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Genetics. Feb 1992; 130(2): 345–353.
PMCID: PMC1204854

How Small Are the Smallest Selectable Domains of Form?

Abstract

Two lines of Drosophila melanogaster from the same base population were selected in opposite directions to produce simultaneous antagonistic changes in two very small (<0.2 mm) and closely adjacent (<0.3 mm) dimensions within the base of the wing. Wing dimensions near the targeted area became differentiated by large positive and negative percentage differences, while only small homogeneous percentage changes occurred in the remainder of the wing. If very small regions of morphology (less than 100 cells across) can respond to selection almost independently, even in small population samples, then the control of developmental detail must involve many genes, and the diversity of possible outcomes in development and adaptation must be large.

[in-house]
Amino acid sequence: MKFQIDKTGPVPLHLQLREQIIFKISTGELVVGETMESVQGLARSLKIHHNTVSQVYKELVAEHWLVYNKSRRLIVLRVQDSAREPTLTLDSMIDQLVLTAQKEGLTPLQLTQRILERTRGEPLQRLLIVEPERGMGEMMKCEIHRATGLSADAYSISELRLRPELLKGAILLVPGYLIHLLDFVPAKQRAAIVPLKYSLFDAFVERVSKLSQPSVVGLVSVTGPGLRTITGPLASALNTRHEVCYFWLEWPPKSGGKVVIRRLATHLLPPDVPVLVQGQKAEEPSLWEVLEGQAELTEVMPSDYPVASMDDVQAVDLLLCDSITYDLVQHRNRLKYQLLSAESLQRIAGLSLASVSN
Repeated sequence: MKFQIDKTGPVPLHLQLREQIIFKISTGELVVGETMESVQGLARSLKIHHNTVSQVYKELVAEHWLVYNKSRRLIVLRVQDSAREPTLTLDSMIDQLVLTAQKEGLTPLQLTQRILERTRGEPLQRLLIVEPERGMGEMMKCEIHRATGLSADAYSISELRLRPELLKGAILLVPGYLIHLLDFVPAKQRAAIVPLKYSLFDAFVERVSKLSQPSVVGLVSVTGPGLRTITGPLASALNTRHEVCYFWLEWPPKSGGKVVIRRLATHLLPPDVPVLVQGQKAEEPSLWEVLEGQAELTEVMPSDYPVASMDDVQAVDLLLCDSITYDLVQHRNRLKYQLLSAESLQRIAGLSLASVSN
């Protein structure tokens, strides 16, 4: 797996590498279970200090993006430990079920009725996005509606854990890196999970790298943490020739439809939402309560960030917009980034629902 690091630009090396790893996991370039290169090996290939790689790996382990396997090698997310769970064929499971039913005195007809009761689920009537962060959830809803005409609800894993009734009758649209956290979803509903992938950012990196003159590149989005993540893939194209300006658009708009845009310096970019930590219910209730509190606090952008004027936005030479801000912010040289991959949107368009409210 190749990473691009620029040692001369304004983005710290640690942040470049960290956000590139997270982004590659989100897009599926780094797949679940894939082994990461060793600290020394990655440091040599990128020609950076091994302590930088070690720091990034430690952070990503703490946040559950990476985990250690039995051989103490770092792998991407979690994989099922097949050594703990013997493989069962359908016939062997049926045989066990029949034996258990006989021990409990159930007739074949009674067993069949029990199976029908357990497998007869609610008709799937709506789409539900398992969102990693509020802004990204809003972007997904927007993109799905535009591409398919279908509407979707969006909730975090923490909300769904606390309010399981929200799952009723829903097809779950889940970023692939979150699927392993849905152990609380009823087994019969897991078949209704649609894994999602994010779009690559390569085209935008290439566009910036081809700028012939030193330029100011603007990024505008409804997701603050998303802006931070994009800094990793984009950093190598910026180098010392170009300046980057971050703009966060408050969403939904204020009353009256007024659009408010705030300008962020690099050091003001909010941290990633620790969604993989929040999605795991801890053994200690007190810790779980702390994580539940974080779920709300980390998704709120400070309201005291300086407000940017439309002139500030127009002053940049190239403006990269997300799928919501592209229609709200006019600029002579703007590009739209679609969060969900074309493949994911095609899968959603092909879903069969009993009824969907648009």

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Selected References

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